Before taking a seat in the auditorium I asked his African friend, if he was also from Liberia. "I'm from Nigeria". He spoke with a broad, typical African, accent. I asked for his name. It sounded a little strange, as many names of newcomers to Australia do, ie. Dieter. When he said it, I was a little perplexed: "How do you spell it?
"OLA". He pronounced each letter distinctly. Very strange, I thought! You see, most of that week (remember, this was the second weekend in Perth) I had the letter L, linked with code O/A, on my mind for a specific reason! Maybe, I had come to the right place? (Read on).
The service was just how I had anticipated, rousing, contemporary worship and a positive message by a pastor on fire. I was reminded of the years in Paradise Church, Adelaide, where I was heavily involved, playing the trumpet during hundreds of such worship services.
The Osborn church service was very different to the church I attended the week before. But please nobody assume one style of worship is better than another! God looks looks beyond the outward. HE looks at the heart of each worshipper, not the style of worship.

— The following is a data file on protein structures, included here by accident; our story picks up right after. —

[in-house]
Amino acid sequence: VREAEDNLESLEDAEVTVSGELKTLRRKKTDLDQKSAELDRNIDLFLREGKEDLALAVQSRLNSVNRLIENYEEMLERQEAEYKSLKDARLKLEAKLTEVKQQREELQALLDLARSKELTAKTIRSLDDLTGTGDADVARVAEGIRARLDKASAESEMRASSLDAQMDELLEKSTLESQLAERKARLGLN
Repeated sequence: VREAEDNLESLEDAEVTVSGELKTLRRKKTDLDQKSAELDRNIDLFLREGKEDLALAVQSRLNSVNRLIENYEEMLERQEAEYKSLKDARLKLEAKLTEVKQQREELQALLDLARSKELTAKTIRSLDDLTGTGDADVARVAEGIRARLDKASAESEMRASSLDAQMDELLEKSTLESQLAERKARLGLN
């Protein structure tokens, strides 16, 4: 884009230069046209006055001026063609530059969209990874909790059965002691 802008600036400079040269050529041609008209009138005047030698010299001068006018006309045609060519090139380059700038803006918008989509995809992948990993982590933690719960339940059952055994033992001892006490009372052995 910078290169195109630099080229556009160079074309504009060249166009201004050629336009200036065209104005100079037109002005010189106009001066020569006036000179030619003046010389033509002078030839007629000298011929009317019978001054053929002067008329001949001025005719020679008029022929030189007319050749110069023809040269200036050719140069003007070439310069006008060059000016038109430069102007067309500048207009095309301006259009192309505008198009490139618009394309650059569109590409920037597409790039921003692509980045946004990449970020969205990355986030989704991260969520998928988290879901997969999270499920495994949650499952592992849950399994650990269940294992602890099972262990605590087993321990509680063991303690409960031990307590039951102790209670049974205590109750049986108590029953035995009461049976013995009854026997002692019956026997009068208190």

Victory Life - Church with a purpose
During her positive message that Sunday (15.3.15, love the numbers) she told of her dream as a child to win Wimbledon. God granted her dream. But she found even more fulfilment in preaching the Gospel of Jesus Christ. I had heard about her uncompromising stand for traditional marriage. Her outspoken views on this subject made her very unpopular in certain circles and earned her much criticism.
A few years ago there was a call for changing the name of a Melbourne tennis venue, which is named in her honour, Margaret Court Arena. What does this say about freedom of thought and expression in our supposedly free country? Thankfully, common sense prevailed.
- - - - - - -
A-League Season 2014 / 15 - Round 21: